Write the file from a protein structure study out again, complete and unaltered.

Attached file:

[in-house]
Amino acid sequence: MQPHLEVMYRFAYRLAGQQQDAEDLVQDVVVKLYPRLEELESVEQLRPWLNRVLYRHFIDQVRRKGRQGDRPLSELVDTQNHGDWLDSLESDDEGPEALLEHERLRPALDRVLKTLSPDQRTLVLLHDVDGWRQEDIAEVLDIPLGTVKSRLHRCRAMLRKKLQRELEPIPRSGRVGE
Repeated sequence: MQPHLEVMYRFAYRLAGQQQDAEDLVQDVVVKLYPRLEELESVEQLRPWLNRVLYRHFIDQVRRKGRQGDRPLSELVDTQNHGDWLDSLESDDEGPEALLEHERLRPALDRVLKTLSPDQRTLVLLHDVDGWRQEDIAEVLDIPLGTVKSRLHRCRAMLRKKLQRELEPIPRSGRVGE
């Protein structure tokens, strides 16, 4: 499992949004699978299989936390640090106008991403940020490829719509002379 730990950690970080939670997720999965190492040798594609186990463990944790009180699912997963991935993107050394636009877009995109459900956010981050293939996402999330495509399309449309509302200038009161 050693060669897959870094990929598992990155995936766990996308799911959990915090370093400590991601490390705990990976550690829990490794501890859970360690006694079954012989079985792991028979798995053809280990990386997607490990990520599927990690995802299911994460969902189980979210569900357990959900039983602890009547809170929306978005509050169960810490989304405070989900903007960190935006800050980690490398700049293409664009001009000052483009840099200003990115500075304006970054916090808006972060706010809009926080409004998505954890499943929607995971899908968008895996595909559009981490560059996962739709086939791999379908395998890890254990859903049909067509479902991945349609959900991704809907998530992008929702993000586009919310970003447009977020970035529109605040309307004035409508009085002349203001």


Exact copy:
[in-house]
Amino acid sequence: MQPHLEVMYRFAYRLAGQQQDAEDLVQDVVVKLYPRLEELESVEQLRPWLNRVLYRHFIDQVRRKGRQGDRPLSELVDTQNHGDWLDSLESDDEGPEALLEHERLRPALDRVLKTLSPDQRTLVLLHDVDGWRQEDIAEVLDIPLGTVKSRLHRCRAMLRKKLQRELEPIPRSGRVGE
Repeated sequence: MQPHLEVMYRFAYRLAGQQQDAEDLVQDVVVKLYPRLEELESVEQLRPWLNRVLYRHFIDQVRRKGRQGDRPLSELVDTQNHGDWLDSLESDDEGPEALLEHERLRPALDRVLKTLSPDQRTLVLLHDVDGWRQEDIAEVLDIPLGTVKSRLHRCRAMLRKKLQRELEPIPRSGRVGE
């Protein structure tokens, strides 16, 4: 499992949004699978299989936390640090106008991403940020490829719509002379 730990950690970080939670997720999965190492040798594609186990463990944790009180699912997963991935993107050394636009877009995109459900956010981050293939996402999330495509399309449309509302200038009161 050693060669897959870094990929598992990155995936766990996308799911959990915090370093400590991601490390705990990976550690829990490794501890859970360690006694079954012989079985792991028979798995053809280990990386997607490990990520599927990690995802299911994460969902189980979210569900357990959900039983602890009547809170929306978005509050169960810490989304405070989900903007960190935006800050980690490398700049293409664009001009000052483009840099200003990115500075304006970054916090808006972060706010809009926080409004998505954890499943929607995971899908968008895996595909559009981490560059996962739709086939791999379908395998890890254990859903049909067509479902991945349609959900991704809907998530992008929702993000586009919310970003447009977020970035529109605040309307004035409508009085002349203001």